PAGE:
Every year that Greensboro, North Carolina hosted ACC basketball tournaments, it gave a substantial economic boost to the city’s businesses near the Greensboro Coliseum.
But with the ACC’s announcement in September that its headquarters will be moving from Greensboro to Charlotte in 2023, there’s a feeling in the area that ACC Tournament may soon follow.
“Maybe not in the short-term future, but yes, I do feel that (the ACC will move the tournaments),” Lewis Money, manager of Tailgators, a local sports shop in Greensboro near the coliseum, said. “Not to mention, local politicians are going to definitely be in the (ACC’s) ear (to move the tournaments).”
Greensboro has hosted 29 of the past 70 ACC men’s basketball tournaments, 15 more than the next closest cities. On top of that, the city has hosted numerous women’s basketball tournaments and swimming and diving championships.
These sporting events filled hotels and brought higher demand to local sports shops, restaurants and bars, especially when in-state teams had strong seasons. The businesses in the coliseum area became accustomed to the increased demand and revenue that came with hosting.
If the ACC’s tournaments are gradually hosted elsewhere, Money and many Greensboro citizens believe it will have a negative impact on the businesses.
“Whenever we found out that (the ACC) was relocating its headquarters, obviously it was kind of a blow to Greensboro,” Emily Purcell, co-owner of Freeman’s Grub and Pub near the Greensboro Coliseum, said. “Having that taken away from us was a huge thing financially, so that was the biggest thing is just thinking about the finance of all of Greensboro.”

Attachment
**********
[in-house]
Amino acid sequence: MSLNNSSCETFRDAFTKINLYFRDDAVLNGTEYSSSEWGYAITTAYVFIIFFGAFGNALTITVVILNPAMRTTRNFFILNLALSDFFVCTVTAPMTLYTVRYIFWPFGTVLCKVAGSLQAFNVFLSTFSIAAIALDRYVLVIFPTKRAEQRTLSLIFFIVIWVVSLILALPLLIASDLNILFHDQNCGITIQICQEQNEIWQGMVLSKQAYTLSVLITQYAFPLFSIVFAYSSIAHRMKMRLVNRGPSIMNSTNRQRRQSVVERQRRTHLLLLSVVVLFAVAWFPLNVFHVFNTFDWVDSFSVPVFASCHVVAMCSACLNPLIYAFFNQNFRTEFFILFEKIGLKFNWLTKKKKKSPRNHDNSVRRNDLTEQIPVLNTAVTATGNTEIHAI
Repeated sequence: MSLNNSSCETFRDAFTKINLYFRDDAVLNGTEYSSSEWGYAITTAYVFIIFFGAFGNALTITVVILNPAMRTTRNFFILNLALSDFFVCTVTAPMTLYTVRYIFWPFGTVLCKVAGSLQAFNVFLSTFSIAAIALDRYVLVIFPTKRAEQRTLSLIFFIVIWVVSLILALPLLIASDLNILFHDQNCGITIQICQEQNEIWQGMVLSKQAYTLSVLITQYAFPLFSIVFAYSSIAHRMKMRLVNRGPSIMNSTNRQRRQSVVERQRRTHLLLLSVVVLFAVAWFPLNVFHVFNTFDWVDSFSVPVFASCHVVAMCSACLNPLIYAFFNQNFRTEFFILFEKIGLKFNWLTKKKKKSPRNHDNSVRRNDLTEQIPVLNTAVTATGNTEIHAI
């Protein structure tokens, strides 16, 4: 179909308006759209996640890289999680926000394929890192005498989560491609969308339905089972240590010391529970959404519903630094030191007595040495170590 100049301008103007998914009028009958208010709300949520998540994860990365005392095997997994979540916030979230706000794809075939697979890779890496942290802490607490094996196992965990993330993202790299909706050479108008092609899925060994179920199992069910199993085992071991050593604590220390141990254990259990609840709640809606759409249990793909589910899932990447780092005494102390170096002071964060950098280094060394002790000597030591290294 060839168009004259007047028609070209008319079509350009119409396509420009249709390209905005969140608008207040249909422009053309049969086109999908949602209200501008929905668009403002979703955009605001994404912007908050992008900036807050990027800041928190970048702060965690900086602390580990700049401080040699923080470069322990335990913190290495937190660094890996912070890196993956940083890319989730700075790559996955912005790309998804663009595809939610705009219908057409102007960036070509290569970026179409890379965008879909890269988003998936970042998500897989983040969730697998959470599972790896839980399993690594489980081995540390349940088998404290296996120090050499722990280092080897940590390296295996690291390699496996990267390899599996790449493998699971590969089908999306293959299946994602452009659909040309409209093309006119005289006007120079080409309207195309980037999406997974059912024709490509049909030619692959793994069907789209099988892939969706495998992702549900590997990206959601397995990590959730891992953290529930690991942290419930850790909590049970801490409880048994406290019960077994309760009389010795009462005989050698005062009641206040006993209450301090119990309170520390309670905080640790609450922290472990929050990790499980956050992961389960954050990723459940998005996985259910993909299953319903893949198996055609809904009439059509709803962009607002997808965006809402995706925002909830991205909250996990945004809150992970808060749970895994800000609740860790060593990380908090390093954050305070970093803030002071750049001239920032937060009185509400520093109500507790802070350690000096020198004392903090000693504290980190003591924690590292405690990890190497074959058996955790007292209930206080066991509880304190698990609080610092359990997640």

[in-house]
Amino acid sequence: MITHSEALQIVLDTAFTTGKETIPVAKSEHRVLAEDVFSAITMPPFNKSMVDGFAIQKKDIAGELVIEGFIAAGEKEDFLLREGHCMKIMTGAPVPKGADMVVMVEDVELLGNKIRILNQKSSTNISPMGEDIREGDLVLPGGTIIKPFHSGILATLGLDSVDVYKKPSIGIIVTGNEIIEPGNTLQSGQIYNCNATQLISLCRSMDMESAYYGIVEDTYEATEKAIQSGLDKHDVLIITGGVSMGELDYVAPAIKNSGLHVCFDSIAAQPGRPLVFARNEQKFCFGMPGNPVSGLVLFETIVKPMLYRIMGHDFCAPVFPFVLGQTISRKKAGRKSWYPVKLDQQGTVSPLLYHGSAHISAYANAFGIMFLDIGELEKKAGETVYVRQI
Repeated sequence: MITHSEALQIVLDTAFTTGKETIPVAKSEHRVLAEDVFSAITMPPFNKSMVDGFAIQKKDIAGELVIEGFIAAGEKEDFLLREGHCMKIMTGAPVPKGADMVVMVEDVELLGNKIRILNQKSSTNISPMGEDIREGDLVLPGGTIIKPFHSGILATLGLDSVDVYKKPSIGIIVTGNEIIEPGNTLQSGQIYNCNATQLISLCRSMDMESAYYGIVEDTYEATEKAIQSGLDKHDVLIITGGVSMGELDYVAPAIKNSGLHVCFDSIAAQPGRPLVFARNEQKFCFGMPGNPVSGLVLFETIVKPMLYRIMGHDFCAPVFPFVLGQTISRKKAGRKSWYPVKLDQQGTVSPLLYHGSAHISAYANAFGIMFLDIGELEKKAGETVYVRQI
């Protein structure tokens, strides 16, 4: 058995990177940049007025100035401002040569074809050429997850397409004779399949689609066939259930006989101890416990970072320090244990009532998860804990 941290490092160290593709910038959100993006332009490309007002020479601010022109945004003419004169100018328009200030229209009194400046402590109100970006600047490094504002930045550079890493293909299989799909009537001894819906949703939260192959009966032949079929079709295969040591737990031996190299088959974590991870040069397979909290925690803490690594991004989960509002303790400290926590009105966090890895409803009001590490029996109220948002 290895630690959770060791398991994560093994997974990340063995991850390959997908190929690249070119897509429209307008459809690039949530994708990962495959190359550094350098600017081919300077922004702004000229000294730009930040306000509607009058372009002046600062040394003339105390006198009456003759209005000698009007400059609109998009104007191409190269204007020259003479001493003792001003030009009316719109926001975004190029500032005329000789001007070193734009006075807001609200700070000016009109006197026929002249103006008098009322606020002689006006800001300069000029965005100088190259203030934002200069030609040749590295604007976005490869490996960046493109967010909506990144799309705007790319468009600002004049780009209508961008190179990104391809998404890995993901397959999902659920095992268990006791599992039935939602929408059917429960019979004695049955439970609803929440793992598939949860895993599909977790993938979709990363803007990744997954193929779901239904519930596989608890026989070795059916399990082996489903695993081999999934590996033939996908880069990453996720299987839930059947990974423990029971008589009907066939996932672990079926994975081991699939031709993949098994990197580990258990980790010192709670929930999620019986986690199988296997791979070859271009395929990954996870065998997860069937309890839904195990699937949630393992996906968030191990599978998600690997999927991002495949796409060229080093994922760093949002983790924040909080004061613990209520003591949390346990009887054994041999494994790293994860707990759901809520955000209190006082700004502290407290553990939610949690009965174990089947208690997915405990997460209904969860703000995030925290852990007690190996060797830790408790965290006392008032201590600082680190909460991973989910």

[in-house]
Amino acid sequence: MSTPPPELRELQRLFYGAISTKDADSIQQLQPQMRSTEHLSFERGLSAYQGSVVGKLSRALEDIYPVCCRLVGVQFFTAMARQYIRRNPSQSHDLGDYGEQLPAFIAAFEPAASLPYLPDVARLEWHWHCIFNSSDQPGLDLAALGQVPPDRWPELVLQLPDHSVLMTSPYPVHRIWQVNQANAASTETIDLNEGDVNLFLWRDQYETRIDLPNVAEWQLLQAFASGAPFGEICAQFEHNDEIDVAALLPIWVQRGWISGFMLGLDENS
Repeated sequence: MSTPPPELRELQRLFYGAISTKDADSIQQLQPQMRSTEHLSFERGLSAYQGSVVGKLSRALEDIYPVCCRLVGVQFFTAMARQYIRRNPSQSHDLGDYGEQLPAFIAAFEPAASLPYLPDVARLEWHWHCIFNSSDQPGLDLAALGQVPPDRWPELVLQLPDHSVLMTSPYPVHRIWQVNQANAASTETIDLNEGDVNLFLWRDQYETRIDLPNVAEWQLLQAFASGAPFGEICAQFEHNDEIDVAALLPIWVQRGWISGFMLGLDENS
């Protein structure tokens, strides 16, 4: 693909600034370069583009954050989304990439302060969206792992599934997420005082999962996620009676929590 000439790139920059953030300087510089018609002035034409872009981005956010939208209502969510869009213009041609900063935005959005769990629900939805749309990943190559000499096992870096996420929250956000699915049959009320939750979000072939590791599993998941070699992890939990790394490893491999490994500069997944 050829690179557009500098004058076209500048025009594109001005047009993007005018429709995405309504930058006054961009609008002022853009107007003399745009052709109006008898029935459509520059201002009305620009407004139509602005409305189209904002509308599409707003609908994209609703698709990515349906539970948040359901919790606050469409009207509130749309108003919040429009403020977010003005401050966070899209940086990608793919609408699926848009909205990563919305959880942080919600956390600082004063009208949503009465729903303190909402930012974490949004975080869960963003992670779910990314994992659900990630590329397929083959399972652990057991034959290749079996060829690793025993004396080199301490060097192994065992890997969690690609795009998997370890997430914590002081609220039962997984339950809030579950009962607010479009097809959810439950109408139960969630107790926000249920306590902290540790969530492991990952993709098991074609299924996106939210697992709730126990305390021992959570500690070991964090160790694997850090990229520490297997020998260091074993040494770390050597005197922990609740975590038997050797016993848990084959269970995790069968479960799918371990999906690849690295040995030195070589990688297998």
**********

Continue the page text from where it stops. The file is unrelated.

The ACC’s contract to hold the women’s tournament in Greensboro is expiring after this season’s tournament.
Despite the general skepticism surrounding the future of ACC Tournaments, ACC commissioner Jim Phillips and Duke President Vincent Price were insistent that the ACC would maintain a connection with Greensboro, given the conference’s deep roots in the city.
“We’re going to stay close,” Phillips said in September. “The operation obviously leaves Greensboro, but our history and legacy do not, and future championships do not.”
Greensboro’s citizens also view the change in headquarters as a hit to their city’s pride and legacy. Over the past 70 years, Greensboro developed a sense of pride in being home to one of the NCAA’s premier conferences, and it became an integral part of Greensboro’s identity. The ACC was founded in Greensboro in 1953 at the Sedgefield Inn, and its headquarters have been there since its creation.
As an original member, UNC’s ties to the conference date back to its inception and the legacy of both are tightly linked. This history isn’t overlooked by many in UNC athletics.
“I love Greensboro,” Roy Williams, former UNC men’s basketball coach, said in 2018. “Don’t ever forget your roots. One of my big goals is to never forget where I came from.”
After a loss to Duke in the ACC Tournament quarterfinals, UNC women’s basketball head coach Courtney Banghart echoed Williams when reflecting on the Tar Heels’ tournament experience in the city.
“I want to thank Greensboro,” Banghart said. “You guys really run a first-class event (and) our athletes feel welcomed and supported. And obviously the crowd is ignited by getting to see these teams (UNC and Duke).”
Greensboro hosted the 2023 ACC’s men’s and women’s basketball tournaments this season. But this won’t be enough to make up for what many ultimately believe to be the gradual loss of hosting the tournaments, nor will it ease the pain of losing such an integral part of the city’s identity.
“I think any time you lose a piece of your local history, it hurts,” Money said. “Every sports fan knows that the ACC started in Greensboro, and for that to not be in Greensboro, it just stings.”
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